This review was originally published on January 22, 2011…
Lonnie (Leonard) is an idealistic stoner who tarries away his days in a crappy job editing camera shots for burger commercials. He has a lovely, hard working wife (Weixler) and a darling baby girl. Lonnie hates his job and is becoming very confused about his place in this world and, oh yeah, Lonnie is also a big ole liar. As the film opens we find out pretty quickly that Lonnie isn’t afraid to stretch the truth to get what he wants. But soon his lies escalate and before we or even he knows it, he’s created a jumbo-sized one that will change his life forever. And trust me, it’s a whopper.
Thus is the basic plotline for Josh Leonard’s feature directorial debut, “The Lie” which is based on a short story by T.C. Boyle. In the film Leonard glows brightly as an actor but shines mightily as a director both visually and in the way he stays true to Boyle’s loveable yet degenerate characters who no matter what they do and what their intentions might be, you can’t help but love them. Or at least, like them alot.
Even though Lonnie is screwing up big time and things are quickly getting out of hand, I never felt as though he was a bad person or doing things to hurt people. As a guy in my late thirties, the issues of your life becoming something you never dreamed of it becoming are often tangible and I completely related with the Lonnie character. He has a solid support system in friends like wandering hippie Tank (Webber) and wife Clover. She tries to give him a wide yet supportive berth for him to feel o.k. about life but it’s just not enough for a guy who’s either really lazy or truly struggling with who he is and where he belongs. Probably a little bit of both.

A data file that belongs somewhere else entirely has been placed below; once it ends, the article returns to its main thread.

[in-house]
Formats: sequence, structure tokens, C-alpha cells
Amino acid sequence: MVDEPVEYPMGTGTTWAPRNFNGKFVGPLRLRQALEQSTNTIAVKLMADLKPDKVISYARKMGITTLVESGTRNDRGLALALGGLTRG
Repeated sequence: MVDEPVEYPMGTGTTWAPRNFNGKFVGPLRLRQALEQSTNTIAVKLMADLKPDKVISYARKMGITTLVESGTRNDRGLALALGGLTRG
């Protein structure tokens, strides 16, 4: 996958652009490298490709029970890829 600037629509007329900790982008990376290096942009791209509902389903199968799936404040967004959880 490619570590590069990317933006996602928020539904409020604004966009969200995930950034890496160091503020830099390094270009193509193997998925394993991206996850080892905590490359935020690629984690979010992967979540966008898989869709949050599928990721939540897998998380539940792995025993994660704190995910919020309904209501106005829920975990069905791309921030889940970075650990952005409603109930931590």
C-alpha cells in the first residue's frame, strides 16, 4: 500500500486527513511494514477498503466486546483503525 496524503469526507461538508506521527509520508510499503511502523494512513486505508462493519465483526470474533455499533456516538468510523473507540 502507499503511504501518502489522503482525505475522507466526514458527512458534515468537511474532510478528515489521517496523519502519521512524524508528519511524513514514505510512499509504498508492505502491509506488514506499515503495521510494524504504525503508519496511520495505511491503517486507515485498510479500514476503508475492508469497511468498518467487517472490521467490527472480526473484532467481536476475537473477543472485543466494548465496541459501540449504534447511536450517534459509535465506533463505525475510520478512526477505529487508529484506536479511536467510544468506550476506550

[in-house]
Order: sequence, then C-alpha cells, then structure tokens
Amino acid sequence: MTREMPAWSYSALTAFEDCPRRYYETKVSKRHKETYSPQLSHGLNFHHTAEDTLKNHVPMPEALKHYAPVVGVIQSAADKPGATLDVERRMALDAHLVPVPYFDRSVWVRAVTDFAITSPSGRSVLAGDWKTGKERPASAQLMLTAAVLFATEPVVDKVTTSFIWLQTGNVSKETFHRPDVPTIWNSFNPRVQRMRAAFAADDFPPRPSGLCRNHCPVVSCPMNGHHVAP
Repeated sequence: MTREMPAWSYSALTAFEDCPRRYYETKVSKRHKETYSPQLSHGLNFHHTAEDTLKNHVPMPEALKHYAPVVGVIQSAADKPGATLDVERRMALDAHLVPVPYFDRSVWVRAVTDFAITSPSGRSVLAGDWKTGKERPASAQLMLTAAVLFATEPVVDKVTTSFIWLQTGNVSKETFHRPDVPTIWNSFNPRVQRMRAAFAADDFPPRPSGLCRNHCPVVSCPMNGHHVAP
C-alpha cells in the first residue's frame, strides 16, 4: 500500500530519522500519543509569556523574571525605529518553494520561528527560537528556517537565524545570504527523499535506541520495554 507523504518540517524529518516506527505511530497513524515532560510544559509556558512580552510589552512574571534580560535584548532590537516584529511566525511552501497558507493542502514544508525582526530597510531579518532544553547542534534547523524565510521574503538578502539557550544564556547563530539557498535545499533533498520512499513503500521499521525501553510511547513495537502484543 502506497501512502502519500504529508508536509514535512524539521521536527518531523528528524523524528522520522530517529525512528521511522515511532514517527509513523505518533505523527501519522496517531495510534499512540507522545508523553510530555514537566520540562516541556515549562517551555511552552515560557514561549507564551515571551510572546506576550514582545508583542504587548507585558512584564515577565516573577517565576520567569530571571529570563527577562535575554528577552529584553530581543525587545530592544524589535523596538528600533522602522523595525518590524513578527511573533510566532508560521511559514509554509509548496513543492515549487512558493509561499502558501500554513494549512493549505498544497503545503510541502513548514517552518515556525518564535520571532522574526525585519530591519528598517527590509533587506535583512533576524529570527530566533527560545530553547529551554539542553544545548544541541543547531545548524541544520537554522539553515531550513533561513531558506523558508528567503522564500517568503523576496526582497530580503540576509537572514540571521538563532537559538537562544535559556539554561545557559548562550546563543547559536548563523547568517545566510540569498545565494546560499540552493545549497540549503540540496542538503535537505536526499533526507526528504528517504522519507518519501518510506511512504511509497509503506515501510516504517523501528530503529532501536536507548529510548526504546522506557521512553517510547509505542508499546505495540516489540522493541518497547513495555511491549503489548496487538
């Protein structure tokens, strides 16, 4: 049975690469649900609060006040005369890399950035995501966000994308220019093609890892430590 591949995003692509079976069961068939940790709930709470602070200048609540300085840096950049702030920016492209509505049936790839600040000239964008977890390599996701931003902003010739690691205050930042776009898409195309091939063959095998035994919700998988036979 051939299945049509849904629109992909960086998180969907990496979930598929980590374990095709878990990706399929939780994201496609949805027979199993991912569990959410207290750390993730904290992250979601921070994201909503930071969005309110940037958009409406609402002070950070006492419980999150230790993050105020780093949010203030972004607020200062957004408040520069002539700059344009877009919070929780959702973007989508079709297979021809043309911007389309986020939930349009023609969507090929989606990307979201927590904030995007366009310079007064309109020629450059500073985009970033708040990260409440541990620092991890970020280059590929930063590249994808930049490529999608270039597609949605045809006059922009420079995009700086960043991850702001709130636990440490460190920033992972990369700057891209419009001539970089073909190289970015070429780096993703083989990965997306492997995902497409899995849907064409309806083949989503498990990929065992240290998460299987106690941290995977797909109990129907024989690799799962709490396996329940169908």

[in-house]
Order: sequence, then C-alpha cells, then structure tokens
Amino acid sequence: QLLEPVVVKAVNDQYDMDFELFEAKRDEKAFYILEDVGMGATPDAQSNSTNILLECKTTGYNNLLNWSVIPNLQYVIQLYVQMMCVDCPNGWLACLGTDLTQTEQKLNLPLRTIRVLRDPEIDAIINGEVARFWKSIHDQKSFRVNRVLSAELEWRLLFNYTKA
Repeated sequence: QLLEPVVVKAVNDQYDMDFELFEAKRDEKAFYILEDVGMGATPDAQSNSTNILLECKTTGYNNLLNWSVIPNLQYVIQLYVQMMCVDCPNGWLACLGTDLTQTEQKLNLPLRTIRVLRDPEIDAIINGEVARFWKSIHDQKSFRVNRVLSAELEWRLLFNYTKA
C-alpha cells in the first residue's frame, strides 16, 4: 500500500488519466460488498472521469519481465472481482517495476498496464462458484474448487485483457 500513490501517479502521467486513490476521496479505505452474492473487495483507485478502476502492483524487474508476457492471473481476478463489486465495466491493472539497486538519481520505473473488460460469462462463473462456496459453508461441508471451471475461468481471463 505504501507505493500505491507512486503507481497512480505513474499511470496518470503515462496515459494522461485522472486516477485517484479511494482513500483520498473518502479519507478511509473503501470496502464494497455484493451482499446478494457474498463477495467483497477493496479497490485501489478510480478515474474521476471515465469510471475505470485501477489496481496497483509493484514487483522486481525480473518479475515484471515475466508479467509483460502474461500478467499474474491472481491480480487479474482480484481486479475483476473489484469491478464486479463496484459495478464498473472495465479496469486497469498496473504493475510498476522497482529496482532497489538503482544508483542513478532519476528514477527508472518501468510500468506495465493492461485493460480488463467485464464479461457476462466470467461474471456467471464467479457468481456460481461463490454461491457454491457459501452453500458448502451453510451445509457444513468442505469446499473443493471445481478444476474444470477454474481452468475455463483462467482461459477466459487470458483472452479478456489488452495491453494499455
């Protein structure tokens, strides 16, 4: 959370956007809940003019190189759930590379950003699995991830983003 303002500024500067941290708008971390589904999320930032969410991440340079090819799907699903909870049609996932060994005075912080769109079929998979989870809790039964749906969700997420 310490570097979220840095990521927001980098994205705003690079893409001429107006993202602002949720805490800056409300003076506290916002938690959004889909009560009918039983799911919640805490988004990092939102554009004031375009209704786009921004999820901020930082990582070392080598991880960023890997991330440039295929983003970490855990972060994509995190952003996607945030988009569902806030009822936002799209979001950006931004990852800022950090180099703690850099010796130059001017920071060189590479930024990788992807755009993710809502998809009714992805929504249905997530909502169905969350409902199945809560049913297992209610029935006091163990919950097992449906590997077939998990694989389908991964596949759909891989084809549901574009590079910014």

“The Lie” is not only really funny, it’s also intriguing and tension-filled. As Lonnie’s lie speeds out of control we never know what will happen next and the tension is fun but panic-inducing. Leonard gets an outstanding performance out of Jess Weixler who plays her role quietly and relies on her eyes and facial expressions to do much of the acting work. She’s very much the straight man to Lonnie’s madness and she’s solid and endearing in the role. The film also looks beautiful thanks to the golden hour shooting, use of warm, woodsy tones and the eye of Benjamin Kasulke who’s building up a pretty killer resume and who’s work is ubiquitous on the film festival circuit. “The Lie” is a sweet little indie film that will resonate for just about anyone be it a lonely bachelor, a wild party girl or a couple looking for a nice date night movie. It’s funny, touching and truthful and it’s total lack of cynicism is rare but very welcome.